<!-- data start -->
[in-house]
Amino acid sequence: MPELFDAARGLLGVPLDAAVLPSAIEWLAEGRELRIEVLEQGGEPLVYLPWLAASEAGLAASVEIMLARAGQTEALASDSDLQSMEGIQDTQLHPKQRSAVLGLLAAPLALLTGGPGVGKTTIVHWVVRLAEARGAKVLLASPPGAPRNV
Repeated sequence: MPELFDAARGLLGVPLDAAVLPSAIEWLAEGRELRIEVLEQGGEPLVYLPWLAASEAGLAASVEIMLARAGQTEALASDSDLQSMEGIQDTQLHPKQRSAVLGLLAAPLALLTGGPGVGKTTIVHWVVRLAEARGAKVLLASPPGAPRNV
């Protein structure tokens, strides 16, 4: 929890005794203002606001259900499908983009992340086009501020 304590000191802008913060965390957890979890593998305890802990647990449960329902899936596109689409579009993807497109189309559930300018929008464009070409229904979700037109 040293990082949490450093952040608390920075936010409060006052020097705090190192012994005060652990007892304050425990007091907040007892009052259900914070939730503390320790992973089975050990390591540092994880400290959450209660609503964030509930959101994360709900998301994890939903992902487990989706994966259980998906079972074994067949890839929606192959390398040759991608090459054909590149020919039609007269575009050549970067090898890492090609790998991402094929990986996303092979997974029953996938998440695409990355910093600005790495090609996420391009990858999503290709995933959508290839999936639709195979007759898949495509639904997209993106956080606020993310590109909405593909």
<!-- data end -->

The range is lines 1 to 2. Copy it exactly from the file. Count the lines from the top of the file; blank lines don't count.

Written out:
[in-house]
Amino acid sequence: MPELFDAARGLLGVPLDAAVLPSAIEWLAEGRELRIEVLEQGGEPLVYLPWLAASEAGLAASVEIMLARAGQTEALASDSDLQSMEGIQDTQLHPKQRSAVLGLLAAPLALLTGGPGVGKTTIVHWVVRLAEARGAKVLLASPPGAPRNV